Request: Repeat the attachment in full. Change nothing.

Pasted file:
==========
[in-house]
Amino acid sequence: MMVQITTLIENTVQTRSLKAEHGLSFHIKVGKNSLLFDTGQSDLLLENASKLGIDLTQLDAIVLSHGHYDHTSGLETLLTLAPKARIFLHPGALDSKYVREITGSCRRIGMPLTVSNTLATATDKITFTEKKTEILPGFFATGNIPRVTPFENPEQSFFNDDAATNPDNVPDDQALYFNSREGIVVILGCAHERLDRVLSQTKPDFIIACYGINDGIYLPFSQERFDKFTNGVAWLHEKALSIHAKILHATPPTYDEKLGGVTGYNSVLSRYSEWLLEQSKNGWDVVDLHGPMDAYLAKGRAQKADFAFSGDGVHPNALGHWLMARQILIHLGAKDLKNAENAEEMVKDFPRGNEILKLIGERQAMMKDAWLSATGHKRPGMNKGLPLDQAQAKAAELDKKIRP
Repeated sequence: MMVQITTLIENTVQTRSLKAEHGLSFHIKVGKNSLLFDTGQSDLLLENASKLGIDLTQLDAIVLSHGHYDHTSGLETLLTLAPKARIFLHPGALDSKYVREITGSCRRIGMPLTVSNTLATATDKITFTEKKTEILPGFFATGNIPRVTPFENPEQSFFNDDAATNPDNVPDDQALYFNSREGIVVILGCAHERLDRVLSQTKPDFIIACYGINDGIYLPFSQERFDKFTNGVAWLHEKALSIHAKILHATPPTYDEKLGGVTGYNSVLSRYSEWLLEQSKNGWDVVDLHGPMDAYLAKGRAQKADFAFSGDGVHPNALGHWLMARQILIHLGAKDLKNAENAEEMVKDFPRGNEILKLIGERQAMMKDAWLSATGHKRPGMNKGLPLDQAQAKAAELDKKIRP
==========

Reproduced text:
[in-house]
Amino acid sequence: MMVQITTLIENTVQTRSLKAEHGLSFHIKVGKNSLLFDTGQSDLLLENASKLGIDLTQLDAIVLSHGHYDHTSGLETLLTLAPKARIFLHPGALDSKYVREITGSCRRIGMPLTVSNTLATATDKITFTEKKTEILPGFFATGNIPRVTPFENPEQSFFNDDAATNPDNVPDDQALYFNSREGIVVILGCAHERLDRVLSQTKPDFIIACYGINDGIYLPFSQERFDKFTNGVAWLHEKALSIHAKILHATPPTYDEKLGGVTGYNSVLSRYSEWLLEQSKNGWDVVDLHGPMDAYLAKGRAQKADFAFSGDGVHPNALGHWLMARQILIHLGAKDLKNAENAEEMVKDFPRGNEILKLIGERQAMMKDAWLSATGHKRPGMNKGLPLDQAQAKAAELDKKIRP
Repeated sequence: MMVQITTLIENTVQTRSLKAEHGLSFHIKVGKNSLLFDTGQSDLLLENASKLGIDLTQLDAIVLSHGHYDHTSGLETLLTLAPKARIFLHPGALDSKYVREITGSCRRIGMPLTVSNTLATATDKITFTEKKTEILPGFFATGNIPRVTPFENPEQSFFNDDAATNPDNVPDDQALYFNSREGIVVILGCAHERLDRVLSQTKPDFIIACYGINDGIYLPFSQERFDKFTNGVAWLHEKALSIHAKILHATPPTYDEKLGGVTGYNSVLSRYSEWLLEQSKNGWDVVDLHGPMDAYLAKGRAQKADFAFSGDGVHPNALGHWLMARQILIHLGAKDLKNAENAEEMVKDFPRGNEILKLIGERQAMMKDAWLSATGHKRPGMNKGLPLDQAQAKAAELDKKIRP